A Garden In Every School
Every schoolyard should have a garden. School gardens produce food, connect kids to nature, and support an active lifestyle. Unfortunately, we tend to overlook many pedagogical reasons for school gardens – could it be that they’re good for education?
Since 2010, I have been working with students on various urban agriculture initiatives and have seen first hand how school gardens support learning.
Reasons One: School Gardens Are Cross-Curricular
School gardens are inherently cross-curricular. Projects bridge disciplines facilitate engaging, meaningful, and applicable learning opportunities. Here’s a ‘back of a napkin’ list of general outcomes school gardens could cover:
- Biology Curriculum
Evolution, ecology, animal behaviour, photosynthesis, cellular respiration, weather, climate, nutrient cycles (water, carbon, nitrogen, phosphorus), botany, and genetics.
- Chemistry Curriculum
Organic chemistry, soil nutrient levels, solubility, pH, and medicine.
- Physics Curriculum
Thermodynamics, reflection and refraction (site design), and the electromagnetic spectrum (photosynthesis).
- English Curriculum
The use of food, nature, and gardening as symbols and metaphor within literature.
- Mathematics Curriculum
Fractal patterns in nature, tessellation’s, geometry, scale diagrams (design).
- Social Studies Curriculum
Food security, globalisation, human rights, environmental stewardship, ethnobotany.
- Culinary Arts or Foods Curriculum
Access to produce, composting, farm to plate outcomes.
- Design Studies Curriculum
Site design and drafting.
- Business Studies Curriculum
Costing, break even analysis, distribution, and marketing.
- Communications Technology Curriculum
Documenting the garden via photography, video editing and production.
- Career And Technology Studies (CTS) Curriculum
Construction of garden infrastructure; beds, benches, sheds, trellis, and sculpture.
Reason Two: School Gardens Provide Authentic Learning Opportunities
What’s more authentic than growing your food? Authentic learning allows students to perform tasks that represent skills they’ll use outside of school. An authentic learning opportunity is that happens while creating something – not through worksheets and powerpoints.
Reason Three: School Gardens Are An Opportunity For Differentiated Instruction
From design to harvest, the act of planning, installing, maintaining, and harvesting a garden requires a lot of different skills. Thus, gardening is aa great opportunity for differentiated instruction as there’s something for every student at every skill level.
Let’s take a look at Bloom’s taxonomy as it related to school gardening.
Reason Four: School Gardens Tap Into Multiple Intelligences
Howard Gardner’s theory of multiple intelligences points out that there is more than one way to be “smart”. School gardens provide opportunities for students to express and grow in a multitude of ways.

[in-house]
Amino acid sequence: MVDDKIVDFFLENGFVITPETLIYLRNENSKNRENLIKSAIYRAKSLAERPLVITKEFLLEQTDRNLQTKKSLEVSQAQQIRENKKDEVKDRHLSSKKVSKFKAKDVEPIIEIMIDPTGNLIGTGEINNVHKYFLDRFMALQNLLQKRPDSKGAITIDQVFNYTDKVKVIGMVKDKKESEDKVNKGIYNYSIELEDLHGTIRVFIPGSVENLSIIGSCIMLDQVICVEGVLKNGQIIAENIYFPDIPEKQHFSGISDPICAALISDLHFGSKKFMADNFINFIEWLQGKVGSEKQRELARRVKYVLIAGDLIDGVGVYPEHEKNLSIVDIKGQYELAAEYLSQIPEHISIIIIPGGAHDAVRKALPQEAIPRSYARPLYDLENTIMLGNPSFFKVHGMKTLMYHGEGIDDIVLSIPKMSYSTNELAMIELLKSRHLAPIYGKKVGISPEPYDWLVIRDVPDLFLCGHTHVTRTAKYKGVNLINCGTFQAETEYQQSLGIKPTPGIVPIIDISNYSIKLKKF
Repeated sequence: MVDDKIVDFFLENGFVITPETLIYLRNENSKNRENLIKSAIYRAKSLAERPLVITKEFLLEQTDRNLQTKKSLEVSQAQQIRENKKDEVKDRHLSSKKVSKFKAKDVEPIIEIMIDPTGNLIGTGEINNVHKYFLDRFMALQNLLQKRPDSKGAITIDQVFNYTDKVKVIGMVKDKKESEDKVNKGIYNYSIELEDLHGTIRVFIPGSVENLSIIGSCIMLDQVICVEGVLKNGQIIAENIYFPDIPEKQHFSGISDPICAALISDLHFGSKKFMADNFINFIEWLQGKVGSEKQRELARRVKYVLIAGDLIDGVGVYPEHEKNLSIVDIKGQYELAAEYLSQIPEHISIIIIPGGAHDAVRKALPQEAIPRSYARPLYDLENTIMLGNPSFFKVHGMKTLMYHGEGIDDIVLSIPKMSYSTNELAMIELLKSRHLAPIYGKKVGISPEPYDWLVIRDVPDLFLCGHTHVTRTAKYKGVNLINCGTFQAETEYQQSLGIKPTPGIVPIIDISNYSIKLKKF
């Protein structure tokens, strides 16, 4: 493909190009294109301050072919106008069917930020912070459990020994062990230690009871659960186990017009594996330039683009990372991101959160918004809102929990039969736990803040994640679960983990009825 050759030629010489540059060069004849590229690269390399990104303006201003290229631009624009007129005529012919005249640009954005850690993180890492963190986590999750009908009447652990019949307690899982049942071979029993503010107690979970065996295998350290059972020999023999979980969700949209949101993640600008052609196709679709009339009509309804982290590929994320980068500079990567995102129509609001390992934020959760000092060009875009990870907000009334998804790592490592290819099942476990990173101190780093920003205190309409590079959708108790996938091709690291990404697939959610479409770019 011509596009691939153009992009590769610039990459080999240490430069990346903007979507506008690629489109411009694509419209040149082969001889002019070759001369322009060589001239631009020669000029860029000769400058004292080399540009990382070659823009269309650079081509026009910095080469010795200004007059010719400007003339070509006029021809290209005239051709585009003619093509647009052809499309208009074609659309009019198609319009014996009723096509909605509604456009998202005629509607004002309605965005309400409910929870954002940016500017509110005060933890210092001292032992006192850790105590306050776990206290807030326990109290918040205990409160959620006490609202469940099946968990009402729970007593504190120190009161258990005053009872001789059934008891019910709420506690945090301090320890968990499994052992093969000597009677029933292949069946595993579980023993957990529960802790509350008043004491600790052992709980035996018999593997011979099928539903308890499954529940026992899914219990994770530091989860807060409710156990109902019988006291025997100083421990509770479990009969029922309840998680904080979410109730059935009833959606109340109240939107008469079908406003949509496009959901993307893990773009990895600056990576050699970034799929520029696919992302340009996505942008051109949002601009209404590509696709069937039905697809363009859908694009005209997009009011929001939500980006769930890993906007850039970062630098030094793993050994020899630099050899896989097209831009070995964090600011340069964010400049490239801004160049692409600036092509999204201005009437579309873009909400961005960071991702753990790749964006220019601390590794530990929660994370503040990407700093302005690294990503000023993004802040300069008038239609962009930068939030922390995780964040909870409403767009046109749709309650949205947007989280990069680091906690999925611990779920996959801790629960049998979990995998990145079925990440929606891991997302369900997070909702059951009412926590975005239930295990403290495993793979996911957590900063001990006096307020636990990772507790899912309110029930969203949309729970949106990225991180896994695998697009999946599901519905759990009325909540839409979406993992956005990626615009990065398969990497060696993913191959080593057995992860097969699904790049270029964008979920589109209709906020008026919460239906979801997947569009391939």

- Site design, layout, and an understanding of how it will change over time.
- How should the garden look ascetically?
- How will people interact with the garden? How will they move through it?
- Does it meet the needs of the school community?
- How will the elements flow through the site? The wind, water, the sun, compost, people, etc
- Presentations to fellow students, teachers, and the community.
- How will others hear about the garden? What would you like them to know?
- How will the project be documented and shared?
- Site design and layout. Material calculations, costing, and procurement.
- How can we most effectively use the site? How can we maximise the growing space?
- What materials will we need, where can we find them, and how much will they cost?
- In what steps does the garden need to be constructed?
- Site construction, planting, and maintenance.
- What is an efficient way of implementing the design?
- Planting, maintenance, harvesting, processing
- Working closely and coordinating with others. Planning and implementing activities.
- Who is responsible for the garden? How are tasks divided up?
- How will people interact in and with the site?
- How can participation? Can other students, classes, teachers, schools, etc get involved?
- Self-reflection and analysis of site design at the beginning, middle, and end of a project.
- What about the design is working? What’s not? What modifications can be made?
- Plant and animal care. Site design and layout to ensure the needs of each species is met.
- Which species should be included within the design and why?
- What does each species need? Where should it be located within the design to ensure that it survives?
- How will these species change over time and how will it affect the garden?
- How can we ensure that the design and site is inviting?
- Is it possible to design the site’s soundscape?
Reason Five5: A Garden Is A Metaphor For Community
Gardens are webs of interacting parts and can’t exist in isolation. Gardens are connections to time, place, and the natural world. They’re a reminder that we reap what we sow and that we’re better off together than on our own.